The School Of Life: On Being Nice (2017) 📙


What is the purpose of friendship? (S. 52ff)

  • „The key to the problem of friendship is found in an odd-sounding place: a lack of a sense of purpose. Our attempts at friendship tend to go adrift, because we collectively resist the task of developing a clear picture of what friendship is really for.“
  • „Yet purpose doesn’t have to ruin friendship. In fact, the more we define what a friendship might be for, the more we can focus in on what we should be doing with every person in our lives […].“
  • „There are at least five things we might be trying to do with the people we meet:“
    1. Networking
      • „Networking is an unfairly maligned idea. We are small, fragile creatures in a vast world. Our individual capacities are insufficient to realise the demands of our imaginations. Therefore, we need collaborators: accomplices who can align their abilities and energies with ours.“
      • „Jesus networked to put together a band of 12 disciples with whom he could spread one or two world-changing ideas about forgiveness and compassion.“
      • „[…] such prestigious examples can show how elevated and ambitious networking friendships could ideally be.“
    2. Reassurance
      • „The reassuring friend gives us access to a very necessary and accurate sense of their own humiliations and follies; an insight with which we can begin to judge ourselves and our sad and compulsive sides more compassionately.“
    3. Fun
      • „[…] we constantly need access to people we can trust enough to be silly with.“
      • „The fun friend solves the problem of shame around important but unprestigious sides of our lives.“
    4. Clarifying our Minds
      • „To a surprising degree, it is very hard to think on our own. The mind is skittish and squeamish. As a result, many issues lie confused within us.“
      • „The thinking friend holds us to the task. They ask gentle but probing questions that act as a mirror that assists us with the task of knowing ourselves.“
      • DAS spricht mich an!
    5. Holding on to the Past
      • „A number of friends have nothing to say to who we are now, but we keep seeing them, get a little bored in their company – yet we are not wrong to retain them in our lives.“
      • „They embody a past version of ourselves from which we’re now distant and yet to which we remain loyal. They help us to understand where we have come from and what once mattered. They aren’t relevant to who we are today, but not all of our identity is entirely contemporary – as our continued commitment to them attests.“
    • „We should dare to be a little ruthless. Culling acquaintances isn’t a sign that we have lost belief in friendship. It is evidence that we are becoming clearer and more demanding about what a friendship could be. In the best way, the price of knowing what a friendship is for may be a few more evenings in our own company.“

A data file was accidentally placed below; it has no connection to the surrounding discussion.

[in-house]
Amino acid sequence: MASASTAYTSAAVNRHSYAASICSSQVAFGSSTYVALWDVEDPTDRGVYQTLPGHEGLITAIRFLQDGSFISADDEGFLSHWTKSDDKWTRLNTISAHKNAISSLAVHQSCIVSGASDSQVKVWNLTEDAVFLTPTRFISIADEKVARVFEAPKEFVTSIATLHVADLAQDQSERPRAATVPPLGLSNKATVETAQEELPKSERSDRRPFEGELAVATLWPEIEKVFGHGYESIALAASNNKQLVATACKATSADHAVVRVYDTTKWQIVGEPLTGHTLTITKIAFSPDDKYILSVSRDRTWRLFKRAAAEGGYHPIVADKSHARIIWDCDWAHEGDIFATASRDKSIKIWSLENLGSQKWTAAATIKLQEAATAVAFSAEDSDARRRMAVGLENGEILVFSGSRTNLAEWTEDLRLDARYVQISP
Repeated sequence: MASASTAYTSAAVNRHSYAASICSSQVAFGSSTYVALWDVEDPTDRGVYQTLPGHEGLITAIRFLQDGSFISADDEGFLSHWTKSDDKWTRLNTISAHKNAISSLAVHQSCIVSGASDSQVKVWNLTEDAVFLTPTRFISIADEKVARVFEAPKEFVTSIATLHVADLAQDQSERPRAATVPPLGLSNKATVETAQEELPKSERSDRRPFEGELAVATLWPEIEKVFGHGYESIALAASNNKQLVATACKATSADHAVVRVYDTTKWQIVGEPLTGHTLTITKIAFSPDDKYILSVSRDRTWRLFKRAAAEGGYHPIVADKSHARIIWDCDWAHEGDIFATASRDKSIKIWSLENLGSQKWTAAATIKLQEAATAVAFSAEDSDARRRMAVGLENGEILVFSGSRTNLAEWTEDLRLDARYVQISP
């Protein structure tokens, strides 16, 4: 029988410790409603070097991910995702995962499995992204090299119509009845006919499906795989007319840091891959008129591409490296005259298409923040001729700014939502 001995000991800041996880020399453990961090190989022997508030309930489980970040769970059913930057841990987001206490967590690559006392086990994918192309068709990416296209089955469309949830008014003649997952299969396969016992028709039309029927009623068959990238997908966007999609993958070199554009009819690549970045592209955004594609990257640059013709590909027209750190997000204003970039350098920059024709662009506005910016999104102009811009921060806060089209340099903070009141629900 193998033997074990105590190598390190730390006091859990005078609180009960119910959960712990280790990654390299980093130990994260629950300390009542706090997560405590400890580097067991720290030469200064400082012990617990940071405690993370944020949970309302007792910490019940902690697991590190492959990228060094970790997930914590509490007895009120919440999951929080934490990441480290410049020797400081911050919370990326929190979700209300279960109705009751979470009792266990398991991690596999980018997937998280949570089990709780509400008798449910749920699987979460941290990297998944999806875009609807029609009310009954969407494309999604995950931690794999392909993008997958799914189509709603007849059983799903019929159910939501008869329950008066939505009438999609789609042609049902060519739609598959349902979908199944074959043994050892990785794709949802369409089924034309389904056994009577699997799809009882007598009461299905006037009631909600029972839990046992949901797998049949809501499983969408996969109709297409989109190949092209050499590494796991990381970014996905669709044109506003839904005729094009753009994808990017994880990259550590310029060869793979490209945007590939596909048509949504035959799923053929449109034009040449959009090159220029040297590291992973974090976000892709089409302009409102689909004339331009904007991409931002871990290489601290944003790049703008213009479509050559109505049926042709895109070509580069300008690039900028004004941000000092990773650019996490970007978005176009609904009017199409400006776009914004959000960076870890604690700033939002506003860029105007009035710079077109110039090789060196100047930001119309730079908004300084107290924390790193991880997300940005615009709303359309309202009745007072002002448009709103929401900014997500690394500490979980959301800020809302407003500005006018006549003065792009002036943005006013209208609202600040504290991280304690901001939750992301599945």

How to be a good listener (S. 88ff)

  • “Being a good listener is one of the most important and enchanting life skills anyone can have. Yet few of us know how to do it; not because we are evil, but because no one has taught us how and — on a related note — few have listened sufficiently well to us.”
  • “There is a range of things that the good listener is doing that makes it so pleasant to spend time in their company.”
  • “People tend to assert rather than analyse.”
  • “All the time [good listeners] are egging the other to go deeper into issues. They love saying: ‘tell me more about it’.”
  • “The good listener takes it for granted that they will encounter vagueness in the conversation of others. But they don’t condemn, rush or become impatient, because they see vagueness as a universal […].”
  • “A key move of a good listener is not always to follow every byway or sub-plot that the speaker introduces, for they may be getting lost and further from their own point than they would themselves wish. The good listener is helpfully suspicious, knowing that their purpose is to focus the fundamental themes of the speaker, rather than veering off with them into every side road.”
  • “The good listener (paradoxically) is a skilled interrupter. But they don’t (as most people do) interrupt to intrude their own ideas; they interrupt to help the other person get back to their original, more sincere, yet elusive concerns.”
  • “The good listener doesn’t moralise.”
  • “A big worry in a competitive world is that we feel we can’t afford to be honest about how distressed or obsessed we are.”
  • “When we are in the company of people who listen well, we experience a powerful pleasure […]. By paying strategic attention […], we can learn […] and offer them to others, who will notice, heal — and repay the favour in turn.”

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